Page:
Automatic Loveletter: Truth or Dare


RIYL: Pink, Alison Iraheta, Paramore

Rock band Automatic Loveletter is a bit of an anomaly. On the one hand, this sounds like one of those Warped Tour, Fuse-era bands that winds up on those tween TV shows. But on the other, this female-fronted outfit is just a damn good rock band with a singer that is clearly gifted. That singer is Juliet Simms, who has one of those voices you just can’t peg – it’s equal parts Janis Joplin and a female Butch Walker. Sound interesting? It is. But it’s more, because this young band has some killer songs on Truth or Dare, their debut album on Sony’s SIN (Sony Independent Network). That said, Simms’ voice can be shouty and one-dimensional at times, and that can distract a bit. But for the most part, this one is worth checking out. Among a solid set of 12 tracks, the best of the bunch are the opening anthem “Heart Song,” which is like one of those Pink/Butch Walker hybrids; “Fade Away,” which sounds like one of those teen summer romance songs; and “Day They Saved Us,” which is a combo power ballad/balls-out rocker. Yes, at times Automatic Loveletter defies description – you just have to hear it for yourself. But it’s all good. (Sony Independent Network 2010)

Automatic Loveletter MySpace Page

  

Herbie Hancock: The Imagine Project


RIYL: Santana’s Shaman and Supernatural, Anoushka  Shankar’s Breathing Underwater,  WOMAD label artists

On the surface, one might conclude that Herbie Hancock’s current release, The Imaging Project, is a Johnny-come-lately effort that builds on the model Carlos Santana rode to great success on Supernatural and Shaman.  That is to say, call in a diverse group of popular artists and have them record songs that infuse their styles with the dominant musical character of bandleader. Hancock and company certainly attempt that, but Mr. Hancock has grander designs other than just creating a hit record.  The Imagine Project is, according to Hancock, part of a global outreach strategy featuring musicians from various corners of the world to foster a kind of globalization that emphasizes mutual respect rather than a top-down cultural dominance emanating from U.S. to the rest of the world.  Does Hancock succeed in his ambitions?  At times he does, but at other times the record sounds like bland smooth jazz that never rises above level of innocuous background music for worker bees in office buildings.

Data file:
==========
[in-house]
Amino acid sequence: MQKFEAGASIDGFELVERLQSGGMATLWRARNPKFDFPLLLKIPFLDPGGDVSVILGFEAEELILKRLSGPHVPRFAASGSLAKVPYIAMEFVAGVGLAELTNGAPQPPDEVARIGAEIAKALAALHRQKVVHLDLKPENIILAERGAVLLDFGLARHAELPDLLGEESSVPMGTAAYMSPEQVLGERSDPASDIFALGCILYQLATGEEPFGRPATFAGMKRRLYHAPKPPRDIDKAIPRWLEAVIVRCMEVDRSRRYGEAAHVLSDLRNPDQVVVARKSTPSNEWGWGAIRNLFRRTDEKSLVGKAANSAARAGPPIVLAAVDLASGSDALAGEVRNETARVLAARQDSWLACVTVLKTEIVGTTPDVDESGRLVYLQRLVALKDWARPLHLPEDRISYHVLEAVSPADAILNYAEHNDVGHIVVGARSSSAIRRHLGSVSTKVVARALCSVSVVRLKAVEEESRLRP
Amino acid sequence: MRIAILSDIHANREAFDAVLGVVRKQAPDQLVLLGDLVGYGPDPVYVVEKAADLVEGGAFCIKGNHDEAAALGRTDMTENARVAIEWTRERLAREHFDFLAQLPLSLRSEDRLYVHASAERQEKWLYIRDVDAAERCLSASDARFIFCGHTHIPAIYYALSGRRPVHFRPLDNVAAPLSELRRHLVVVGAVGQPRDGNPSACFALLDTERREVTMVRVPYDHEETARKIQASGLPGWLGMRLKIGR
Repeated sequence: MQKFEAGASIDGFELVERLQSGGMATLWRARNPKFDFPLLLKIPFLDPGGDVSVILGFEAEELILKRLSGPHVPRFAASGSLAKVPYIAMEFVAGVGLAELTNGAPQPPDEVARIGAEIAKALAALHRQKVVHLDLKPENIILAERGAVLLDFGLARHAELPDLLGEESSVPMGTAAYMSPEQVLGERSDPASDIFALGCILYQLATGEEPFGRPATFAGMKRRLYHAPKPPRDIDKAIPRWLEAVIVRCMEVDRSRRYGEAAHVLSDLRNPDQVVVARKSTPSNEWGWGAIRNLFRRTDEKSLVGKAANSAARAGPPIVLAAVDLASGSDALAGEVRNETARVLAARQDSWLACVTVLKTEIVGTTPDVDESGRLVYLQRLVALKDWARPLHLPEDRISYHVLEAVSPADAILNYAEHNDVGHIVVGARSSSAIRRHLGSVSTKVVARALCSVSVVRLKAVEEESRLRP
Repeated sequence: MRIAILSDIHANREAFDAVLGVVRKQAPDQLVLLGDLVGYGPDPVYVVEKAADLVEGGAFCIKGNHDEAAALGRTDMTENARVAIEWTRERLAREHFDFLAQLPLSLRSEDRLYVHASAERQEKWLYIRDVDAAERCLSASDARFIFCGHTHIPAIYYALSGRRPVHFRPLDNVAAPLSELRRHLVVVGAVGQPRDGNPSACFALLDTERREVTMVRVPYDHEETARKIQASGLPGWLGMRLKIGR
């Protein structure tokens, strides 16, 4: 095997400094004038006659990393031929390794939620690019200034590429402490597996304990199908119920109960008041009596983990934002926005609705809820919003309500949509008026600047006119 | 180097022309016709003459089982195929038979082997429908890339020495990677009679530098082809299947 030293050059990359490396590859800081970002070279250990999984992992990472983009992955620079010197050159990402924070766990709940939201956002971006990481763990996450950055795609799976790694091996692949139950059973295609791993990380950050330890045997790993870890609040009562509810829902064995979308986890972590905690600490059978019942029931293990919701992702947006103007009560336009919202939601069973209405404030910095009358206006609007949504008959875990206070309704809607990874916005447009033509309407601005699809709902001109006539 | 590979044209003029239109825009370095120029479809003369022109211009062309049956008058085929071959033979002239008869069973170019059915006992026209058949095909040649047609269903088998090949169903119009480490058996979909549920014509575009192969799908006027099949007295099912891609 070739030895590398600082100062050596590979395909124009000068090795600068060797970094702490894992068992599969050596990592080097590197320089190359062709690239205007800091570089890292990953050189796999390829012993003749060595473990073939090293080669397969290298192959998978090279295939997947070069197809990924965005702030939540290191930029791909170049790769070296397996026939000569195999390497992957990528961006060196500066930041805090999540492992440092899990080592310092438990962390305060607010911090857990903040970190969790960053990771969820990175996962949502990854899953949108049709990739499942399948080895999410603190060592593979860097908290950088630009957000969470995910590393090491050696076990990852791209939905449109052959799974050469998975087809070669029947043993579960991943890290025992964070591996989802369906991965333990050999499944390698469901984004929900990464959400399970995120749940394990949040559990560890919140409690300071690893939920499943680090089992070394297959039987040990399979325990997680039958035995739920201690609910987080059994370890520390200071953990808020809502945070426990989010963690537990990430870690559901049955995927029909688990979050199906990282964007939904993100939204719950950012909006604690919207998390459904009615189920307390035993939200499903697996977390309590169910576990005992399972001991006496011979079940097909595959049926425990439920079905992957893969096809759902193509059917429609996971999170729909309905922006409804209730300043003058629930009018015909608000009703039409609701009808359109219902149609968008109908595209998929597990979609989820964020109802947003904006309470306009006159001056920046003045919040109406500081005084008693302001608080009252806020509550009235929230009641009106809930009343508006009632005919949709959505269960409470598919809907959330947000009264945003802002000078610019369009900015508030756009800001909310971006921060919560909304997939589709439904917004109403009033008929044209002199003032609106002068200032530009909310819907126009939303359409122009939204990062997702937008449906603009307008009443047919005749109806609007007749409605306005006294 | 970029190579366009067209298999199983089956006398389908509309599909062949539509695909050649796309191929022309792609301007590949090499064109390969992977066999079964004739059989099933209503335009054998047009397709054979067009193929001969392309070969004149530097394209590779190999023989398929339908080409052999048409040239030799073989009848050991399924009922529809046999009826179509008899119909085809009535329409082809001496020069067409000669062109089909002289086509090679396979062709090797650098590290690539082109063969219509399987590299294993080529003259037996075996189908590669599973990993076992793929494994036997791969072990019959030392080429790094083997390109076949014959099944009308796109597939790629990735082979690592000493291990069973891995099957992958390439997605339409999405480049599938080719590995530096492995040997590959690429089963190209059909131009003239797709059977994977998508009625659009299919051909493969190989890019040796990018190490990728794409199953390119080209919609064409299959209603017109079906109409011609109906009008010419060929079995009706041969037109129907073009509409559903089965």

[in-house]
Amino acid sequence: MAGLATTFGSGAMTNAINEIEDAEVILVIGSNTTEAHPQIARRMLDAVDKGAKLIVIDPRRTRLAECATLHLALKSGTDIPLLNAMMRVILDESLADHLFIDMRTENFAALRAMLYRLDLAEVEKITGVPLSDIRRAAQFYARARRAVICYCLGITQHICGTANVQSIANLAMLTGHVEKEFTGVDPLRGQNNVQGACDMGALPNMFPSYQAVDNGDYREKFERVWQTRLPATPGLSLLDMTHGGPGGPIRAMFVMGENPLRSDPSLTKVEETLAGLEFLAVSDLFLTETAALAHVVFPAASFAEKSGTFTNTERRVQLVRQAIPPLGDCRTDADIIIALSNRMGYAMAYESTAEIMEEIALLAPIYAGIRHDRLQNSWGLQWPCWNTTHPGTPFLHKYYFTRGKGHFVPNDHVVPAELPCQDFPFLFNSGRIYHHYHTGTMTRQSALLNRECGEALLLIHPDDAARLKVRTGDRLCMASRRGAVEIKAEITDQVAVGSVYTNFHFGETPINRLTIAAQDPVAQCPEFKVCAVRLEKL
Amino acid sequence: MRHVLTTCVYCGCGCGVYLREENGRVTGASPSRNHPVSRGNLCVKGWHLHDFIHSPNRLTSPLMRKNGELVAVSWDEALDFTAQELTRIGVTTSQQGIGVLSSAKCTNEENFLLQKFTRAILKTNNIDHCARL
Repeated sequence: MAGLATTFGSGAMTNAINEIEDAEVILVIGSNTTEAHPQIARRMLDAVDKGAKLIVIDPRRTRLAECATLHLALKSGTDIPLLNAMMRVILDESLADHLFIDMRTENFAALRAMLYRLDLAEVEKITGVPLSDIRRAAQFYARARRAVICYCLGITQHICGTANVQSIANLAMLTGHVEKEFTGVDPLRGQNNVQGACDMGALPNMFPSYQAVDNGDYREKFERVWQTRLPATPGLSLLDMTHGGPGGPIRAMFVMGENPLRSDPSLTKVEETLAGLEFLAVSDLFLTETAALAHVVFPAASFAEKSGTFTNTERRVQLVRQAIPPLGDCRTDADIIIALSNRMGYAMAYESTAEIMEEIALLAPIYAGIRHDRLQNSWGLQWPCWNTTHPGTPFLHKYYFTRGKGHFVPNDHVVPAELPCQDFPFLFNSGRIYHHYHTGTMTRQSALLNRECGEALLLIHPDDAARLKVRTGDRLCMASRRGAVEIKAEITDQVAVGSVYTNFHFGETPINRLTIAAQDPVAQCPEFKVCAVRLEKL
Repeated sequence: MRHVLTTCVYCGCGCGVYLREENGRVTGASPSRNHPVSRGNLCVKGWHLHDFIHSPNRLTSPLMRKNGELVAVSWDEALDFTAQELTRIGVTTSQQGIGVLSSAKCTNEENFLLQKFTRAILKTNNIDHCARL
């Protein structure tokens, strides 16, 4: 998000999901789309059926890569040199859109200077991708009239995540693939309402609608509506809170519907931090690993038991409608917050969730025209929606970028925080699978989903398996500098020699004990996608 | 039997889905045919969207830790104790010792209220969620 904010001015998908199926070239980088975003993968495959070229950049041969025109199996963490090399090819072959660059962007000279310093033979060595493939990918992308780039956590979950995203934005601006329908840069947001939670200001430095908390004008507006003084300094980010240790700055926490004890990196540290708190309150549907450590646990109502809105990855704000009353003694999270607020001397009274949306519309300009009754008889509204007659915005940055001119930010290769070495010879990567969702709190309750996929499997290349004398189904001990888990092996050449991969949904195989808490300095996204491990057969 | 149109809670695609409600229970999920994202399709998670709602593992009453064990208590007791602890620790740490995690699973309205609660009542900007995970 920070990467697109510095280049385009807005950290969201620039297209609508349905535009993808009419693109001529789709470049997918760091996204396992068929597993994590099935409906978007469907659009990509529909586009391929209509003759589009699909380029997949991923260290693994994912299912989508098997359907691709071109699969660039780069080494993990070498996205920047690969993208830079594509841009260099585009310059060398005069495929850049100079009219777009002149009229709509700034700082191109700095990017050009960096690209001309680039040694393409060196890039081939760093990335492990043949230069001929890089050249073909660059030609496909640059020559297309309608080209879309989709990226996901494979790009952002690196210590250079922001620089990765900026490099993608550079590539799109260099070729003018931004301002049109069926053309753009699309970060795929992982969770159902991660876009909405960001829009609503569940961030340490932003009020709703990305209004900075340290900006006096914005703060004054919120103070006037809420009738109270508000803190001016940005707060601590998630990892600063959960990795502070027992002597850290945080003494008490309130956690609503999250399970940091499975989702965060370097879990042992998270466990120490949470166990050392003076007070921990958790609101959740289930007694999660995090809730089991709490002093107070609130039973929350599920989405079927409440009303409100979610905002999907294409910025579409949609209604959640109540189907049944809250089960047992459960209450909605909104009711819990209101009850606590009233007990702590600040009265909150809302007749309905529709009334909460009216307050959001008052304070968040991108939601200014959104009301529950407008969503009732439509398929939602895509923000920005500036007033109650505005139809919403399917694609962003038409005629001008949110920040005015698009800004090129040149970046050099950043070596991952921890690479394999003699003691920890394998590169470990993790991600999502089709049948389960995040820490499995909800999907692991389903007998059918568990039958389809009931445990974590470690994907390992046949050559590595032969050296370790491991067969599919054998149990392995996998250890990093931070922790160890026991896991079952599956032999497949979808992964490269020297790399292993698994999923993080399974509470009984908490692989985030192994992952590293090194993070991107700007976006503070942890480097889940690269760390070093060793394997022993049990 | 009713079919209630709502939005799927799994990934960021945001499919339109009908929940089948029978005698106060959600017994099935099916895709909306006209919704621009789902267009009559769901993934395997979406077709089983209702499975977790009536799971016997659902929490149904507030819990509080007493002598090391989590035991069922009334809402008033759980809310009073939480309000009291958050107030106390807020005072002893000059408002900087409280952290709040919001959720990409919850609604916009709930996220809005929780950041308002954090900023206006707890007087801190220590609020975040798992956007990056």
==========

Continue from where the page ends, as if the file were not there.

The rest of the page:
The most interesting tracks (and ones that reach Hancock’s ambitions on this album) are tucked in the middle and end of the CD.  “The Song Goes On” featuring Chaka Khan and Wayne Shorter – and some blistering sitar playing by Anoushka Shankar – demonstrates what I think Hancock had in mind for this album (the same goes for “Tempo De Amor,” “La Tierra,” and “Tamatant Tilay/Exodus”). Alas, there are some real duds that take away from the potential grandness of the project.  “Tomorrow Never Knows” featuring Dave Matthews is as pointless of a cover as it is boring. “Imagine” gets bogged down in pomposity and relegates Jeff Beck to playing a solo that could have been done by any good musician with about a year’s worth of guitar lessons.  And only Pink saves “Don’t Give Up” from becoming a milquetoast cover of the Peter Gabriel/Kate Bush original.

The Imagine Project is not a horrible record by any stretch, but it continually falls short on both fusing various musical styles and finding new wine from the old wineskins of classic songs. However, when it shines (as it does at times), the music does transcend geographic boarders to create a fusion that lives up to Hancock’s stated goal for this record.  (Hancock Records 2010)

Herbie Hancock’s website
Click to buy The Imagine Project from Amazon

  

Allison Iraheta: Just Like You


RIYL: Pink, Kelly Clarkson, Fergie